- Become fearful and anxious as soon as you face situations that involve heights.
- Worry all the time about having to deal with heights.
- Worry about heights and it starts to affect your life daily.
- Have the symptoms of acrophobia for six months or more.
Techniques for Dealing with Acrophobia
If a fear of heights is negatively impacting your life, the following techniques may help you. It is certainly possible to overcome your fear over time.
What Triggers your Fear of Heights?
Find out what triggers your intense fear of heights. You may need the help of a therapist for this. Depending on how severe you fear is, you may be able to overcome it in some situations.
Have you ever not taken a job because it was on a floor high up in a building? Or turned down meeting with people because of your fear? If your answer is yes, then you need to discover what triggers your fear. It could be something more serious such as an anxiety disorder.
Think about all the times your fear prevented you from doing what you wanted to do. Make a list. This will show how often your fear impacts your life. Once you understand this, seek help to overcome your fear if you need it.
How Likely will what you Fear Harm you?
Acrophobia is an irrational fear of situations that most people do not fear. If your fear of heights is minor, then you can put things into perspective. Usually the things that trigger acrophobia (bridges, airplanes, tall buildings, mountains) are safe. So it is unlikely any harm will come to you if you are brave enough to push through your fear.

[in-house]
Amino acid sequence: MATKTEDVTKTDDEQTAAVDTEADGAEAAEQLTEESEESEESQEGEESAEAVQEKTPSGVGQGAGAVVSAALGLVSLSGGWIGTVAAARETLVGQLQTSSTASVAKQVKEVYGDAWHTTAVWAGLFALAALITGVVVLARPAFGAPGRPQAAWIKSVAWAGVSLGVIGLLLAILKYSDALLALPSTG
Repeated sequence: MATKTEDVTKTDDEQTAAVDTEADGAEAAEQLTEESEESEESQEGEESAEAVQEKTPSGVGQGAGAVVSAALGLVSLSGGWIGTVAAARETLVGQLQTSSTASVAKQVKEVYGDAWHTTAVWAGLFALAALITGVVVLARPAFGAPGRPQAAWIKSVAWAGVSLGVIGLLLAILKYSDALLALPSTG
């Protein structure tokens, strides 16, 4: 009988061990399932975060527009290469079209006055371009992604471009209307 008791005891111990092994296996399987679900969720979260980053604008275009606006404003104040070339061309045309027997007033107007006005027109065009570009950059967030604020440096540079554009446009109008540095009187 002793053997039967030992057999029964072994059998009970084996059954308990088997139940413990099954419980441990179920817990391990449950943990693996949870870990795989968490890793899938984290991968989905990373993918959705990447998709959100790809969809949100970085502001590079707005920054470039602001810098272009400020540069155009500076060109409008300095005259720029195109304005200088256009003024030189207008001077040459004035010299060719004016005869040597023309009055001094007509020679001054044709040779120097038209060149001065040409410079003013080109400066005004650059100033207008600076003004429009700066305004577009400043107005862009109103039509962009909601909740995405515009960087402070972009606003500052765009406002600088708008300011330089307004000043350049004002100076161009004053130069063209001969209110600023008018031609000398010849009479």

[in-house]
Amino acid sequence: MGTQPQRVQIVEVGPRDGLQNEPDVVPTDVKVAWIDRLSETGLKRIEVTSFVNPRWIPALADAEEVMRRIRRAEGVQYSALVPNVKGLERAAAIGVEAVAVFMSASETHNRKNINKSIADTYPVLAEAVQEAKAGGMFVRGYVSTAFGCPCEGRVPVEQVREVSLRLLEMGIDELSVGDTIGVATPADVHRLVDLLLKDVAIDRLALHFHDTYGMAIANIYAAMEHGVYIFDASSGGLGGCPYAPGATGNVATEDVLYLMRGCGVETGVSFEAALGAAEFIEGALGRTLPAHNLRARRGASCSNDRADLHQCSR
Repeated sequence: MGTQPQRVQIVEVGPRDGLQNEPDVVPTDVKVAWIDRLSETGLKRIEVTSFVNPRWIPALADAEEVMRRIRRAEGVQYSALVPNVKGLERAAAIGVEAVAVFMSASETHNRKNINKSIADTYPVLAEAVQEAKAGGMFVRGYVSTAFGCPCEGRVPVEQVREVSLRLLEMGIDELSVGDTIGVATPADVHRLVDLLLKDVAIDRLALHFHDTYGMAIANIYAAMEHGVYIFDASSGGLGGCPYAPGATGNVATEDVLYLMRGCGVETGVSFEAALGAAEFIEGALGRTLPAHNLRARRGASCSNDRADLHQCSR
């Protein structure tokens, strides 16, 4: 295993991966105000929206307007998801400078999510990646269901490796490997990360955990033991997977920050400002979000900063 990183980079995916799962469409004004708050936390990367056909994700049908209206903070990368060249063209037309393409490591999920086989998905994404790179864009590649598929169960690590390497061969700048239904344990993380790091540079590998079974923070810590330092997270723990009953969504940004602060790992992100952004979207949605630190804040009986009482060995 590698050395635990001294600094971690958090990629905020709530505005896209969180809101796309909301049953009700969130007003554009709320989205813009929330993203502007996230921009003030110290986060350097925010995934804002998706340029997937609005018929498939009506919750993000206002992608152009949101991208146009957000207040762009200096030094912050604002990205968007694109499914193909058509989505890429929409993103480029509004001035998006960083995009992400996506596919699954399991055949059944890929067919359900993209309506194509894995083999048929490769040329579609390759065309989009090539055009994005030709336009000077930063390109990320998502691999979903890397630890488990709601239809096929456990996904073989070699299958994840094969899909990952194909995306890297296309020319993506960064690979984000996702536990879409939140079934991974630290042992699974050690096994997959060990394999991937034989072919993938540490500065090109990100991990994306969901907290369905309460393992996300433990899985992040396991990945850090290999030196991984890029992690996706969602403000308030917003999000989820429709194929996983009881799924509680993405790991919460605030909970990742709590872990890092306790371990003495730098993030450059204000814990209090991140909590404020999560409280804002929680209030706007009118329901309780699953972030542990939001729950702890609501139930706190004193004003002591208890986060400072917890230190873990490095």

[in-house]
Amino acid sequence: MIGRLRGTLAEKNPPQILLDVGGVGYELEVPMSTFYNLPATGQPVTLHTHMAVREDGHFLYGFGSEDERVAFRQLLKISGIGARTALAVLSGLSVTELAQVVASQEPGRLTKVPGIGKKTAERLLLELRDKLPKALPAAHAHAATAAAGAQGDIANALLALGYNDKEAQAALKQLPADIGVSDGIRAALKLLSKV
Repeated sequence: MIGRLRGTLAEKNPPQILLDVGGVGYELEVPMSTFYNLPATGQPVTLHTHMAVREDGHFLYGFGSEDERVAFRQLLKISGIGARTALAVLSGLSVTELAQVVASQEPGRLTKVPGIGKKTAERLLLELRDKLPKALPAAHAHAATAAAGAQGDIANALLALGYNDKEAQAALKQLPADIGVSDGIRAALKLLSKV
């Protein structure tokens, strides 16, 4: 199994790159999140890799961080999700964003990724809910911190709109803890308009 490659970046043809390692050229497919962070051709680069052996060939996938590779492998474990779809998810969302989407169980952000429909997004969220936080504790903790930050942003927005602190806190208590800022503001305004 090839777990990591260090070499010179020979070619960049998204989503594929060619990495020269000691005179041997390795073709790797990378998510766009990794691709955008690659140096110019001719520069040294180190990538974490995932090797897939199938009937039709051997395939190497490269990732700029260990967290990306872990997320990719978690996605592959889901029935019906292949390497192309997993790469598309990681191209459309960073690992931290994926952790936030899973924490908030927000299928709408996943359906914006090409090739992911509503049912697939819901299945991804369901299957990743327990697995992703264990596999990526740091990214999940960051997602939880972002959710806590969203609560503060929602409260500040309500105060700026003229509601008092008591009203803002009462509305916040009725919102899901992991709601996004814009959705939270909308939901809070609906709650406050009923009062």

Do some research on the statistics of how often people get hurt when they fly or work in a skyscraper. These can show you how unlikely you are to get hurt in these situations.
Try Gradual Exposure to your Fear
Try exposing yourself to what you fear gradually. This can desensitise you to the trigger. Start simply with a two storey building or a low bridge or hill. As you become braver, start walking up the hill to higher ground, for example. Do the same with a multistorey building and keep moving up the floors one by one. Before you know it, you will achieve what you never thought you could.
Celebrate each accomplishment. Be proud of every step forward and keep going. Once you are comfortable, tackle a large hill and look down to see how far you have come. Even take a friend with you for support.
Try Rationalising what you Fear
Usually your fear of heights is irrational. For example, when crossing a bridge in a vehicle high up in a mountain, it is unlikely that any harm will come to you..
Once you develop a fear, it is all too easy to forget how safe certain situations are once you become anxious. The way you feel can feed your irrational thoughts until they are totally out of control. To combat this, make a conscious effort to counter your fear by thinking rationally. Remind yourself the situation is perfectly safe so there is nothing to fear. This can help you overcome your fear of heights in some situations.
Prepare to Face what your Fear
Prepare to face what you fear. Imagine how the situation will make you feel and work out ways to help you relax. This will help you when you know that you have to face your fear of heights. It can stop you from panicking and to stay calm. By planning ahead, you can normalise situations that involve heights. This will make you feel more confident and in control.